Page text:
Science Fair Project Encyclopedia
Robert Larimore "Bobby" Riggs (February 25, 1918 - October 25, 1995) was a 1930s/40s tennis champion who gained even more fame in 1973 at the age of 55 as a result of challenge matches against two of the top female players in the world.
Riggs was born in Los Angeles, California. Small in stature, he lacked the power of his much larger competitors such as Don Budge and Jack Kramer but made up for it with brains and speed. A master court strategist and tactician, he worked the opposition out of position and scored points with the game's best drop shot from both the forehand and the backhand, as well as the game's best lob.
Riggs was part of the American Davis Cup winning team in 1938 and the following year he made it to the finals of the French Open but then won the Wimbledon Championships triple, capturing the singles, doubles, and mixed doubles titles. He went on to win the US Open, earning the number 1 world ranking for 1939.
Riggs teamed up with Alice Marble , his Wimbledon co-champion, to win the 1940 US Open mixed doubles championship. In 1941, he won his second US Open singles title following which he turned professional. As a pro, he won the National Singles Championship in 1946, 1947, and 1949, and for a few years in the mid-40s, while touring against Don Budge and a few other professionals such as Pancho Segura, Riggs was arguably the best player in the world. He soon retired from competitive tennis, however, and briefly took over the job of promoting the professional game.
For many years while in retirement Riggs was a well-known tennis hustler and made a living by placing bets on himself to win matches against other, apparently better players. In order to entice fresh victims to play him, he would handicap himself with such weird devices as using a frying pan instead of a tennis racquet for the match. Whatever the handicap, Riggs generally won his bets.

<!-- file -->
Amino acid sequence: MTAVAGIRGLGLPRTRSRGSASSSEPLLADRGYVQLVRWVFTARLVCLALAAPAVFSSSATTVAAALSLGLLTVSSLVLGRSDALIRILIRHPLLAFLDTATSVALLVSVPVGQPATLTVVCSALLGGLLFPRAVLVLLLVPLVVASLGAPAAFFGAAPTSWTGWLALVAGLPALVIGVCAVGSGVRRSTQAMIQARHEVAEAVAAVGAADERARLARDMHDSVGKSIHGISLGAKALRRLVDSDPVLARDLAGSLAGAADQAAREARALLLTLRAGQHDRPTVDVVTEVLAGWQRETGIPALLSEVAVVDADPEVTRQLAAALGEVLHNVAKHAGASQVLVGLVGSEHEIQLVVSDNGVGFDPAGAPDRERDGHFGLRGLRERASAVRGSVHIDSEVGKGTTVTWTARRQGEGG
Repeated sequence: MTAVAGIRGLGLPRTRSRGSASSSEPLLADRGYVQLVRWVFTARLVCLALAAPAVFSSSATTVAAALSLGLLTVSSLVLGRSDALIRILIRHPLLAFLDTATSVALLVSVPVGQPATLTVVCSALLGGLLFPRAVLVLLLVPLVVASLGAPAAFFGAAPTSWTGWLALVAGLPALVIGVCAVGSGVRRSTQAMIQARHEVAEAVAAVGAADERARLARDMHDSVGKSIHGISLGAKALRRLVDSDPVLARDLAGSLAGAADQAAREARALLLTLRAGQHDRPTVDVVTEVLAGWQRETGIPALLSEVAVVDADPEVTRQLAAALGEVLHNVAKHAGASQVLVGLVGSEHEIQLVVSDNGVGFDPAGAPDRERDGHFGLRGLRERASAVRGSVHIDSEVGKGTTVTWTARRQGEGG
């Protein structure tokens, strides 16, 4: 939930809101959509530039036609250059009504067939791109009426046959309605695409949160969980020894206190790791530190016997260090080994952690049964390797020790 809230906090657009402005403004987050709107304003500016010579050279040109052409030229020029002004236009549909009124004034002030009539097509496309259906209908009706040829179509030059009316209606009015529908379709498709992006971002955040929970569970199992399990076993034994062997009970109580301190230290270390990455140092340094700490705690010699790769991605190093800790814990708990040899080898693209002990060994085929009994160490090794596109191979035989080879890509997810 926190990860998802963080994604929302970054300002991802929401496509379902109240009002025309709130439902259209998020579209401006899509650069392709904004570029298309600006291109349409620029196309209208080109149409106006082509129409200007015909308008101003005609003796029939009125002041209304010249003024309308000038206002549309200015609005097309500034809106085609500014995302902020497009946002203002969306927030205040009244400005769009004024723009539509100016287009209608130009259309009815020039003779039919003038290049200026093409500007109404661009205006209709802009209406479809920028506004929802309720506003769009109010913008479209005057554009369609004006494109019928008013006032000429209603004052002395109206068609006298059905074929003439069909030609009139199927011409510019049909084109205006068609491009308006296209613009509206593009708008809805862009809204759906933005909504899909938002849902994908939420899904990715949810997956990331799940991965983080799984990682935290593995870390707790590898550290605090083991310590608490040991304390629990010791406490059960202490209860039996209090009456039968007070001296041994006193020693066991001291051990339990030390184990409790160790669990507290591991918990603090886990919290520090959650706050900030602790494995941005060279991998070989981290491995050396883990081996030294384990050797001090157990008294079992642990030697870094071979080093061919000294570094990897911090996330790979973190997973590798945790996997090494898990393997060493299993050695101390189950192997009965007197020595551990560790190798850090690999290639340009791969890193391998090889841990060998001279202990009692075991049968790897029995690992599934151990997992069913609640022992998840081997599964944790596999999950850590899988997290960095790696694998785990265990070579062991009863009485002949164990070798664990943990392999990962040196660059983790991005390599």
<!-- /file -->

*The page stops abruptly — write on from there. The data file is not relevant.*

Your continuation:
A master promoter of himself and the game, in 1973 he saw an opportunity to make money and to elevate the popularity of a sport he loved. Although 55 years old, he deliberately played the male chauvinist card and came out of retirement to challenge one of the world's greatest female players to a match, claiming that the female game was inferior and that a top female player couldn’t beat him even at the age of 55. The cagey Riggs challenged Margaret Smith Court, the mother of three children who at the time was recovering from an injury. In their May 13, 1973 Mother's Day match in Ramona, California, Riggs used his patented drop shots and lobs, referred to by some in the press as rinky-dink tennis, to keep an unprepared Margaret Court off balance. His easy 6-2, 6-1 victory landed Riggs on the cover of both Sports Illustrated and Time magazine.
Suddenly in the national limelight, Riggs taunted all female tennis players, prompting Billie Jean King to accept a lucrative financial offer to play Riggs in a nationally televised match that the promoters dubbed as the "Battle of the Sexes." On September 20th, at the Astrodome in Houston, Texas, King entered the arena in Cleopatra style, carried aloft in a chair held by four bare-chested muscle men dressed in the garb of ancient slaves. Riggs followed in a rickshaw drawn by a bevy of gorgeous scantily-clad models. When the two got down to serious tennis, King had learned from Margaret Court's humiliation and was ready for Riggs' style of game. She thrashed him 6-4, 6-3, 6-3.
These matches, instigated solely by the consummate showmanship of Bobby Riggs, did more to increase interest in the game of tennis, in particular women's tennis, than any prior championship or other competition had been able to do up to that time. In 1985 at age 67, Bobby Riggs got himself back in the tennis spotlight when he partnered with Vitas Gerulaitis to launch another challenge to female players. However, his return to the public eye was short lived when they lost their doubles match against Martina Navratilova and Pam Shriver.
As a Senior player in his 60s and 70s Riggs won numerous national titles within various age groups.
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